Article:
Robert Graham, MD, and the team at Austin Shoulder Institute in Austin, Texas, are skilled in shoulder fracture care options. These include both surgical and nonsurgical treatment approaches. They aim to stabilize and repair damaged joints while improving joint function, strength, and stability.
If you’re looking for an orthopedic shoulder specialist, call Austin Shoulder Institute or request an appointment today.
WHAT ARE THE COMMON CAUSES OF SHOULDER FRACTURES?
Shoulder fractures can occur because of direct trauma, such as a high impact from an automobile collision or a fall, especially on an outstretched arm, or from severe twists or torsion of the joint.
Fractures can also occur as a result of trauma to the chest or rib cage.
TYPES OF SHOULDER FRACTURES
Your shoulder consists of three bones: your humerus, clavicle, and scapula (upper arm bone, collarbone, and shoulder blade).
You can break any of these bones, including the head or shaft of your humerus, or the glenoid or blade of your scapula, during physical trauma such as falls or collisions.
Proximal Humerus (“Ball”) Fractures
A proximal humerus fracture is a break in the ball or head of your humerus. It’s one of the most common types of shoulder fractures.
Many proximal humerus fractures are mild and non-displaced.
Glenoid (Socket) Fractures
Your glenoid is the socket or cup in your shoulder blade that surrounds your humeral head. Glenoid fractures are less common and often require surgery.
In some cases, glenoid fractures lead to shoulder replacement procedures.
Shoulder Blade Fractures
You can also fracture the blade part of your scapula. These fractures usually occur when you fall onto your back or during a high-force collision.
While rare, shoulder blade fractures don’t usually require surgery and heal with full functional return.
Humeral Shaft Fractures
You can also fracture the top of your upper arm bone. These fractures range in severity and can often be treated with a sling or brace. However, if the bones are displaced, you may need surgery to reset the bones with a plate and screws.
Fractures are classified as non-displaced or displaced, which means the bone either stays in the correct position or shifts out of place. Shoulder fractures range in severity from hairline fractures to comminuted fractures, where the bone shatters into multiple pieces.
These shoulder injuries can also damage your tendons, labrum, rotator cuff, and ligaments, leading to pain and other complications.
Regardless of the location and type of fracture to your shoulder joint, orthopedic surgeons, like Dr. Graham, can evaluate your injury and provide state-of-the-art treatment to repair your shoulder.
WHAT ARE THE SYMPTOMS OF SHOULDER FRACTURES?
Shoulder fractures can cause slightly different symptoms depending on where the break occurs, the extent of the break, and whether other structures are involved.
General symptoms include:
- Decreased range of motion or inability to use or move the shoulder
- Swelling around the shoulder or collarbone
- An unnatural appearance of the joint, including “lumps” or protruding areas
- Grinding noises or sensations when you move the joint
Your symptoms may vary based on the location of your shoulder fracture.
For example, proximal humerus fractures cause severe swelling and limited movement. Clavicle fractures, on the other hand, cause swelling or a bump around the center of the collarbone.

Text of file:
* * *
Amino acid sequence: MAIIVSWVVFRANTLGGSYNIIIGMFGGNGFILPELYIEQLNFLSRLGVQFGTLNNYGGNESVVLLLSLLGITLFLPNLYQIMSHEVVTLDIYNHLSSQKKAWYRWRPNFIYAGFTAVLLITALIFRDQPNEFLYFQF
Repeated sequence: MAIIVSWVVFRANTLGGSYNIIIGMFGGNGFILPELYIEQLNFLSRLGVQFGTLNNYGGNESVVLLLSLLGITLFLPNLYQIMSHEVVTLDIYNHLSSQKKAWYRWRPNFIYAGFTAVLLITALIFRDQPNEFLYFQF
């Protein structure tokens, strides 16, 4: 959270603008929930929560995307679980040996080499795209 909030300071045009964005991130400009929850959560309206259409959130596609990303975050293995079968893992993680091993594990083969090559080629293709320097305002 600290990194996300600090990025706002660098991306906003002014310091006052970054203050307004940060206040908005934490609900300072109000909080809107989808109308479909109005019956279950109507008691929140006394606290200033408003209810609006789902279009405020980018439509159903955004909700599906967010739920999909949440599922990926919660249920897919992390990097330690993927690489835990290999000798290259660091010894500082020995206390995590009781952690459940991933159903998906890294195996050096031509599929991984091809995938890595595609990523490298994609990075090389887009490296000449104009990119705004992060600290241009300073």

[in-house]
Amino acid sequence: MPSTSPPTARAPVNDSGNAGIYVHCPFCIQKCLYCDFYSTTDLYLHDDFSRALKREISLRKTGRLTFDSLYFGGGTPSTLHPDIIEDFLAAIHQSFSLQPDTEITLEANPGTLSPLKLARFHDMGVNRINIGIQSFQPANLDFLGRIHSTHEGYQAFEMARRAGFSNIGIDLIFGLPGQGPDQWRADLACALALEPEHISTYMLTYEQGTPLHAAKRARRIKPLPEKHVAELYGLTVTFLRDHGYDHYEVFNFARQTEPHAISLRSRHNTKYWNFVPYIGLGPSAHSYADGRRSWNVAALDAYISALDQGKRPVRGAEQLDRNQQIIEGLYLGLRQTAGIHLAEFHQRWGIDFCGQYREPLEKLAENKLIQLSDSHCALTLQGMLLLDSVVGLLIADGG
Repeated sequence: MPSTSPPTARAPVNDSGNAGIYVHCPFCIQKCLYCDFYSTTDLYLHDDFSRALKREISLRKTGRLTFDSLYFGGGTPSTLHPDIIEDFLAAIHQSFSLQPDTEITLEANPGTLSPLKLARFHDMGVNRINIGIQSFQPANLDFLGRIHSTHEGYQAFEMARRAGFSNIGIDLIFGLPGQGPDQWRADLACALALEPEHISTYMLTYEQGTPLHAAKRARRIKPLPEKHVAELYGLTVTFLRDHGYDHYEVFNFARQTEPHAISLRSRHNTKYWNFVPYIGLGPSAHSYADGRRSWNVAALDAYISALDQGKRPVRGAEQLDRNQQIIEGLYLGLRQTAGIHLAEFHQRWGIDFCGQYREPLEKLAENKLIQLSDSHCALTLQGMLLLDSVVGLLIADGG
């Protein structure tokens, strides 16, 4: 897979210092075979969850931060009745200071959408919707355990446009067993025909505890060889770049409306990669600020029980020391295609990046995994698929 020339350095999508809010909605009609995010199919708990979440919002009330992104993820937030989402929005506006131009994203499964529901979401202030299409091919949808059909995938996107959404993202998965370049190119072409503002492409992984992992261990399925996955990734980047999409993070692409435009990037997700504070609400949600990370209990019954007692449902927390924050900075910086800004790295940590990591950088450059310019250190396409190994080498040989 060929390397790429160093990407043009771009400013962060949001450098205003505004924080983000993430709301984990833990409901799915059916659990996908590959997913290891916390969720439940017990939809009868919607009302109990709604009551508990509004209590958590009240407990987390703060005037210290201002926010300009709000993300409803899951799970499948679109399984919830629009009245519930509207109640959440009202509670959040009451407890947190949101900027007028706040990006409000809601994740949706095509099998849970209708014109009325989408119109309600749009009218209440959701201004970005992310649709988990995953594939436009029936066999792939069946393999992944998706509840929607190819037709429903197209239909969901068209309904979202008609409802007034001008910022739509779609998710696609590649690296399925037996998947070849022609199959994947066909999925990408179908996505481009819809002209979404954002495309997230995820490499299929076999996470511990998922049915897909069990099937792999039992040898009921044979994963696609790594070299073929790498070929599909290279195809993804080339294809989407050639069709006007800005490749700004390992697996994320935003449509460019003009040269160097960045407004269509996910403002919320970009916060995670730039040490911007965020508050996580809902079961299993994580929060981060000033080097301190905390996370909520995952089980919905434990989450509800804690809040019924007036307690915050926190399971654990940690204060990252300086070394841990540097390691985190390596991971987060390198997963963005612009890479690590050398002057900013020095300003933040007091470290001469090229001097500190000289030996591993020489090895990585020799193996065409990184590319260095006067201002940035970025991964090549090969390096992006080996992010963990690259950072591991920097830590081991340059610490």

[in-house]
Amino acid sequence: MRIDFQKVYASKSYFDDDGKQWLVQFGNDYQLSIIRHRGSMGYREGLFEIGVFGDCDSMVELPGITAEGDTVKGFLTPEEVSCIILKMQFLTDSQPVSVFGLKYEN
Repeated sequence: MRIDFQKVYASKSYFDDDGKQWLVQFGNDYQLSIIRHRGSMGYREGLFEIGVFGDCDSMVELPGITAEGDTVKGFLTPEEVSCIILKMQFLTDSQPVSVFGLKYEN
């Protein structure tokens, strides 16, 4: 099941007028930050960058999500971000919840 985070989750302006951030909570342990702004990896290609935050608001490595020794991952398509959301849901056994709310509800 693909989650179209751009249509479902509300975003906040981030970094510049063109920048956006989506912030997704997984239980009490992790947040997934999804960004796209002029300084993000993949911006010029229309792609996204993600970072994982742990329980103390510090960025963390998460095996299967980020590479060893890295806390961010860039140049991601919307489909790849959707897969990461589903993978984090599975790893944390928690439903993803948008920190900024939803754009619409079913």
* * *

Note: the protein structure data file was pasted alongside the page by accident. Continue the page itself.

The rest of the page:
HOW ARE FRACTURED SHOULDERS DIAGNOSED?
Your shoulder fracture specialist at Austin Shoulder Institute may use X-rays and diagnostic imaging studies, like CT scans or MRIs, to confirm the diagnosis and determine the extent of the fracture.
These tests provide valuable information to help your orthopedic surgeon identify the best treatment to repair your shoulder.
HOW IS A SHOULDER FRACTURE TREATED?
Fractures can be treated either surgically or non-surgically, depending on the area of the joint that’s been injured.
Many fractures of the clavicle (collar bone) or scapula can be treated without surgery, using bracing or splinting to immobilize the area as it heals, as well as ice and medication to control pain and inflammation.
Similarly, if you fracture the humerus (the upper arm bone), your surgeon can treat the fracture without surgery, unless the bone is fragmented or pushed out of place significantly.
If a clavicle or scapula fracture results in fragmentation of the bone, or if the bone is significantly out of place or piercing the skin, your doctor may recommend surgery to repair your shoulder.
If you need surgery for any shoulder fracture, your surgeon may use screws, rods, or plates to hold the injured or fragmented portions of the joint in place. In some cases, a shoulder replacement may be recommended.
Physical therapy is typically prescribed following a shoulder fracture, especially if you need surgery.
During physical therapy, you initially practice stretches and assisted movements to gradually restore your mobility.
As you continue to heal, your physical therapy increases in intensity as you rebuild your strength.
CAN A SHOULDER FRACTURE HEAL ON ITS OWN?
While around 80% of shoulder fractures are non-displaced and don’t need surgical treatment, you should always talk to an orthopedist, such as Dr. Graham, about a suspected shoulder fracture.
If you don’t get medical assessment and treatment, you risk your bones healing incorrectly, leading to potentially permanent deformity and chronic pain.
HOW LONG DOES IT TAKE TO RECOVER FROM A FRACTURED SHOULDER?
The length of time you can expect for shoulder fracture recovery depends on the severity of your injury.
Mild fractures can heal in as little as six to eight weeks. However, if you have a more severe fracture, you may need several months to fully recover.